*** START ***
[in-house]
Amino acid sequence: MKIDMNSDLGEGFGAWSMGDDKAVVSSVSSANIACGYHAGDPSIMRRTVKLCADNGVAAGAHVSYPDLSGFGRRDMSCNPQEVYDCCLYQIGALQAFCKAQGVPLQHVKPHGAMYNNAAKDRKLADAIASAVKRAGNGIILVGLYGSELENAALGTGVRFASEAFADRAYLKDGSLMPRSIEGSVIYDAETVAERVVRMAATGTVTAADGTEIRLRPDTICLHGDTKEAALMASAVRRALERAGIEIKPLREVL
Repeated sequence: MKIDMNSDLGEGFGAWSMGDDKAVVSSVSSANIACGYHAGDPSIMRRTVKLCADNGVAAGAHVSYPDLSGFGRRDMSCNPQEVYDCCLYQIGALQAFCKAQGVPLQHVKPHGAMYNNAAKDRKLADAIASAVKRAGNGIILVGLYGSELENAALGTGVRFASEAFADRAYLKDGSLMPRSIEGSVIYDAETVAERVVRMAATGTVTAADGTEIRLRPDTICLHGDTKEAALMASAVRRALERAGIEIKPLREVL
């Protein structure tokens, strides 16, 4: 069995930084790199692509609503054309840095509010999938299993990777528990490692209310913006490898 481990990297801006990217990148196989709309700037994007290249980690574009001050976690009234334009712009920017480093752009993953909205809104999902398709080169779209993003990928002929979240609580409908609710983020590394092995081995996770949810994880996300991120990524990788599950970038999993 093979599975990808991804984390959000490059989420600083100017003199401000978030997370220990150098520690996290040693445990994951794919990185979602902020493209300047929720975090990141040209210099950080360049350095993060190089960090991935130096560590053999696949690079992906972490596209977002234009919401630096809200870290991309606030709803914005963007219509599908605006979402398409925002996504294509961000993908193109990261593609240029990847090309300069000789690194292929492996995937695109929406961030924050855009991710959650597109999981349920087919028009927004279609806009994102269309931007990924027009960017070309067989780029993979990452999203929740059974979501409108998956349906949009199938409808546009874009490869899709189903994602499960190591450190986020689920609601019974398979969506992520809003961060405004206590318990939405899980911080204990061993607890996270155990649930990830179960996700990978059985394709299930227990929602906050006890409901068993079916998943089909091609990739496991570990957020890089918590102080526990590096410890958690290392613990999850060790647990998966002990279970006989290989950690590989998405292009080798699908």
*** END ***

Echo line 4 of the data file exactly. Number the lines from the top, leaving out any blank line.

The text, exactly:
């Protein structure tokens, strides 16, 4: 069995930084790199692509609503054309840095509010999938299993990777528990490692209310913006490898 481990990297801006990217990148196989709309700037994007290249980690574009001050976690009234334009712009920017480093752009993953909205809104999902398709080169779209993003990928002929979240609580409908609710983020590394092995081995996770949810994880996300991120990524990788599950970038999993 093979599975990808991804984390959000490059989420600083100017003199401000978030997370220990150098520690996290040693445990994951794919990185979602902020493209300047929720975090990141040209210099950080360049350095993060190089960090991935130096560590053999696949690079992906972490596209977002234009919401630096809200870290991309606030709803914005963007219509599908605006979402398409925002996504294509961000993908193109990261593609240029990847090309300069000789690194292929492996995937695109929406961030924050855009991710959650597109999981349920087919028009927004279609806009994102269309931007990924027009960017070309067989780029993979990452999203929740059974979501409108998956349906949009199938409808546009874009490869899709189903994602499960190591450190986020689920609601019974398979969506992520809003961060405004206590318990939405899980911080204990061993607890996270155990649930990830179960996700990978059985394709299930227990929602906050006890409901068993079916998943089909091609990739496991570990957020890089918590102080526990590096410890958690290392613990999850060790647990998966002990279970006989290989950690590989998405292009080798699908």